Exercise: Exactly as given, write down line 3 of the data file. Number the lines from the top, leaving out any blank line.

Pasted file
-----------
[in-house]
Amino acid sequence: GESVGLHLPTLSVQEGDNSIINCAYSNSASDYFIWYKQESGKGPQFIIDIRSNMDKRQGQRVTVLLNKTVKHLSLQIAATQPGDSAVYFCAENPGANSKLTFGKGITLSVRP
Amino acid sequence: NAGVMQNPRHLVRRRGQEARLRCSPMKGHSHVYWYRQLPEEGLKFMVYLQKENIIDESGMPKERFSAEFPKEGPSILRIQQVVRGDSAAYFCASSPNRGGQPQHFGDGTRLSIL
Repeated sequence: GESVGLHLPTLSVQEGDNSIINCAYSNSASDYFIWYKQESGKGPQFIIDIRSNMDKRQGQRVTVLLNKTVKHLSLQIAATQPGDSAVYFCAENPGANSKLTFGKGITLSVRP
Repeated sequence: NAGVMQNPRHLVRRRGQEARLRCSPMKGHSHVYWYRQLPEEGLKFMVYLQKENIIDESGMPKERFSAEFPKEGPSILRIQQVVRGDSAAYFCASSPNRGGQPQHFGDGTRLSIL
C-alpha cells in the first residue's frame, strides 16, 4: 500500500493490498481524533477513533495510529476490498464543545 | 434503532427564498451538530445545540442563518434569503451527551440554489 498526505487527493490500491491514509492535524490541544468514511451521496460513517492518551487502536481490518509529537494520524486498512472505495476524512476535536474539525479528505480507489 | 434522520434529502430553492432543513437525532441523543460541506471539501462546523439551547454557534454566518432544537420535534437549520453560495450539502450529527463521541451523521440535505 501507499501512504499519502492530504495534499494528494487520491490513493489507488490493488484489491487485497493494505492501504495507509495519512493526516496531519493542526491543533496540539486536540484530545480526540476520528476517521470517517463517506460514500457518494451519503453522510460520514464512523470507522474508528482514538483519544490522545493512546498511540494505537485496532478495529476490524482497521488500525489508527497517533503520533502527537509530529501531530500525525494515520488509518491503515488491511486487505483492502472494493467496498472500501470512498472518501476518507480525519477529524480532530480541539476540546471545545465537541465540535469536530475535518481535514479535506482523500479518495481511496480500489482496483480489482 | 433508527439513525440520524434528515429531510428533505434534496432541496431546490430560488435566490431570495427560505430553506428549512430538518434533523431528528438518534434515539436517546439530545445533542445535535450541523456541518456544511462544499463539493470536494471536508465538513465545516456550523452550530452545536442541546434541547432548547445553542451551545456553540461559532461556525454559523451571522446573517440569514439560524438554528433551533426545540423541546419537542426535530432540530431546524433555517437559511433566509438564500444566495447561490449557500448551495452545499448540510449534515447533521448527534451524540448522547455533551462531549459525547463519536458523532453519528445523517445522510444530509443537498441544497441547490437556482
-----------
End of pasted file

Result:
Amino acid sequence: NAGVMQNPRHLVRRRGQEARLRCSPMKGHSHVYWYRQLPEEGLKFMVYLQKENIIDESGMPKERFSAEFPKEGPSILRIQQVVRGDSAAYFCASSPNRGGQPQHFGDGTRLSIL